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Despite its apparent simplicity, Betrayal is a play with different levels of meaning, just as the occurrences of "betrayal" among the characters are multilayered. The love triangle of Emma, Jerry, and Robert involves not only the necessary deception of an affair, but the secondary "betrayals" between the friends Jerry and Robert and the deliberate concealment by Emma to Jerry of Robert's having known about the affair for years. But the principal theme behind these deceptions is the ordinariness of all of this, and of the fact that the situation in which the characters are enmeshed is not unusual but normal. Emma, Jerry, and Robert speak largely in a matter-of-fact, indifferent manner about all of these happenings, as if aware that their travails are the height of banality. The elements of a passionate conflict are there, but what Pinter presents is a kind of stripped-down version of it, to emphasize this theme of how unfortunately commonplace the web of dishonesty and "betrayal" is.

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An offshoot, so to speak, of the theme is that the situation is emblematic of the basic meaninglessness of life, though this idea has been repeated so often in modernist literature that it's a truism to comment on it. Pinter's telling the story in reverse time sequence results in the audience’s seeing it as a finished series of incidents from the start, and this completed quality also gives an impression of lifelessness, as if all the real action were drained from the story. The telling of how things developed as they did is seemingly unimportant, and the characters themselves behave as though they are indifferent to the actions in which they have engaged.

Themes and Meanings

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The central theme of Betrayal is, as its title indicates, deception and betrayal in human relationships. The play takes one of the most familiar of dramatic situations—an adulterous love affair—and uses it as a means of examining the vast and complicated permutations that such a betrayal can have among spouses, lovers, and friends.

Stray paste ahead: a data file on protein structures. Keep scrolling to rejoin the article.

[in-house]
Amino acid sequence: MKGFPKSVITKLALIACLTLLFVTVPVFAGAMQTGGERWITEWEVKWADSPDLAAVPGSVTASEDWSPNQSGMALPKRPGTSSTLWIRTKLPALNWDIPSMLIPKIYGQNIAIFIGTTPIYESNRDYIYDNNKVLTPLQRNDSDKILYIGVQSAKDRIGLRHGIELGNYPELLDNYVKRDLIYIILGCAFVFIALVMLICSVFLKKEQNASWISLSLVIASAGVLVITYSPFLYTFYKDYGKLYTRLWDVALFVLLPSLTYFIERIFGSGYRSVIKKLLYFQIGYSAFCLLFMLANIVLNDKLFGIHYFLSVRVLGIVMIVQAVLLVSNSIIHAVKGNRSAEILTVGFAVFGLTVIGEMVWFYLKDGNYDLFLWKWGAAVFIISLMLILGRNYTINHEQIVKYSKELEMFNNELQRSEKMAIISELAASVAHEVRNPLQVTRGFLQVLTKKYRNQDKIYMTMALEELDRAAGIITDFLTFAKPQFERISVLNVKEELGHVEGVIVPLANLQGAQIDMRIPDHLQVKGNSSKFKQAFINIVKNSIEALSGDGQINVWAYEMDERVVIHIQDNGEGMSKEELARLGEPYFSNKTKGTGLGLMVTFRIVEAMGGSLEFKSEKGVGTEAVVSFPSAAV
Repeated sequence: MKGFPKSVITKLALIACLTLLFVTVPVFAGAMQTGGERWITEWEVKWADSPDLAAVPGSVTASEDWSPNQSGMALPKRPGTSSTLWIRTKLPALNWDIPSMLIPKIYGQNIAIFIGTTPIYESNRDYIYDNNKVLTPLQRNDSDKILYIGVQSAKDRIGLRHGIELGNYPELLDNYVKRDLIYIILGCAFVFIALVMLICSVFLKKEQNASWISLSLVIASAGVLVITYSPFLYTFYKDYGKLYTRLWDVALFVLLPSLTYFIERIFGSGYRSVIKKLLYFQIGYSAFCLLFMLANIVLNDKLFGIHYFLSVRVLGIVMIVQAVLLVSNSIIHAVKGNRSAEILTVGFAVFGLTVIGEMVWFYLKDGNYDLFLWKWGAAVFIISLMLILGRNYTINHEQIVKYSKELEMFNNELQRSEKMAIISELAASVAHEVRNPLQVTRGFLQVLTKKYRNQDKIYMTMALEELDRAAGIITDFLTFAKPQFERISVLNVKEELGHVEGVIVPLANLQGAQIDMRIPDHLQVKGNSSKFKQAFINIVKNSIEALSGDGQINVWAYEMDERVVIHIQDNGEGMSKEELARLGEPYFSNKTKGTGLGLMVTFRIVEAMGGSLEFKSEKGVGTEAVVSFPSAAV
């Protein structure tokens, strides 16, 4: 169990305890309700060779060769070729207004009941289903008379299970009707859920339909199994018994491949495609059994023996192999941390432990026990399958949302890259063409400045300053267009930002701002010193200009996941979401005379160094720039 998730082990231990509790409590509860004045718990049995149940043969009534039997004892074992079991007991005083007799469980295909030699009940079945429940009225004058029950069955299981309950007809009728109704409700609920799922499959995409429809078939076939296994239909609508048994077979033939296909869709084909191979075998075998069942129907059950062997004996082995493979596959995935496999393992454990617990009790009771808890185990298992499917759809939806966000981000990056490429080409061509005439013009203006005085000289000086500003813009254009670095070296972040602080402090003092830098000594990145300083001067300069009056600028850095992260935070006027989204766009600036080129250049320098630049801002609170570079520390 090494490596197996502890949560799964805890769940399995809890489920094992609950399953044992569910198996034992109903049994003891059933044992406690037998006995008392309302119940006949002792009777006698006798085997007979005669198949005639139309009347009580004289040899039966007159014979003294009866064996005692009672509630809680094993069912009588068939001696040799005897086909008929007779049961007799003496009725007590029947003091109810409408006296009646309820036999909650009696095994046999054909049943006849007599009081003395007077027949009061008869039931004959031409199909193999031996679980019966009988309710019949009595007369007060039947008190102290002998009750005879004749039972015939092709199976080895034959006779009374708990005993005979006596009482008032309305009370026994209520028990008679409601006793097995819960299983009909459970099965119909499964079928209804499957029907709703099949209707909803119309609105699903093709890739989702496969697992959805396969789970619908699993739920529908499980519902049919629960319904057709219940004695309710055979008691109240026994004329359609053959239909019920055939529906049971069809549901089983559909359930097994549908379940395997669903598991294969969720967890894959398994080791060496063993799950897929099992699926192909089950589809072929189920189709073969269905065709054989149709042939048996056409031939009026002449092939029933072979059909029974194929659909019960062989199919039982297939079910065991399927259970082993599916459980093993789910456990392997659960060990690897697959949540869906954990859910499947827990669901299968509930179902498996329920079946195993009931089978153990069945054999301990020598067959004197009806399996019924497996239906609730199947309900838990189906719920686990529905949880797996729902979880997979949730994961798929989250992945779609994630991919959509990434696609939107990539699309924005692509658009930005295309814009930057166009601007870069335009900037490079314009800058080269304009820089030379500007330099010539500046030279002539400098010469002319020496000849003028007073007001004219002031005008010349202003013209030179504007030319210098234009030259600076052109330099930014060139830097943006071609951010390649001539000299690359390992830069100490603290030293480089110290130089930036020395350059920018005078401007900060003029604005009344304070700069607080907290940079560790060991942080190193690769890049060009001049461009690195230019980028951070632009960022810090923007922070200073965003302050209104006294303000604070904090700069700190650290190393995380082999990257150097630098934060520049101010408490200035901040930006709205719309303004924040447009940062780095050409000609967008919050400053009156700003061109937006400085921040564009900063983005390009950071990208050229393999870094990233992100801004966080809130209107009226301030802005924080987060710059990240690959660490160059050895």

In the play’s first two scenes, Pinter reveals both the extent of the deception among the three characters and the effect it has had on their lives. Jerry and Emma have betrayed Robert, violating between the two of them both marriage and friendship; Robert has betrayed Emma with his own affairs; and, as Jerry learns in the second scene, Emma has betrayed him emotionally by not telling him that Robert has known about their affair for some time. Jerry has also betrayed his wife, Judith, who never appears in the play, but who may be betraying him as well.

The level of deception involved in the story is compounded by the facts that Emma and Robert’s marriage appears from the outside to be a relatively happy one and that Jerry is Robert’s closest friend—indeed, he was the best man at his wedding. Pinter provides no excuses or explanations for his characters’ actions beyond their own desires; there is no mistreatment, estrangement, or incompatibility to create the sympathetic framework that so often accompanies a fictional affair. Pinter’s characters are intelligent, witty, well-read, and utterly human in their capacity for self-interest and deception. Betrayal is not simply the story of a love affair; it is an examination of the ease...

(The entire section contains 834 words.)

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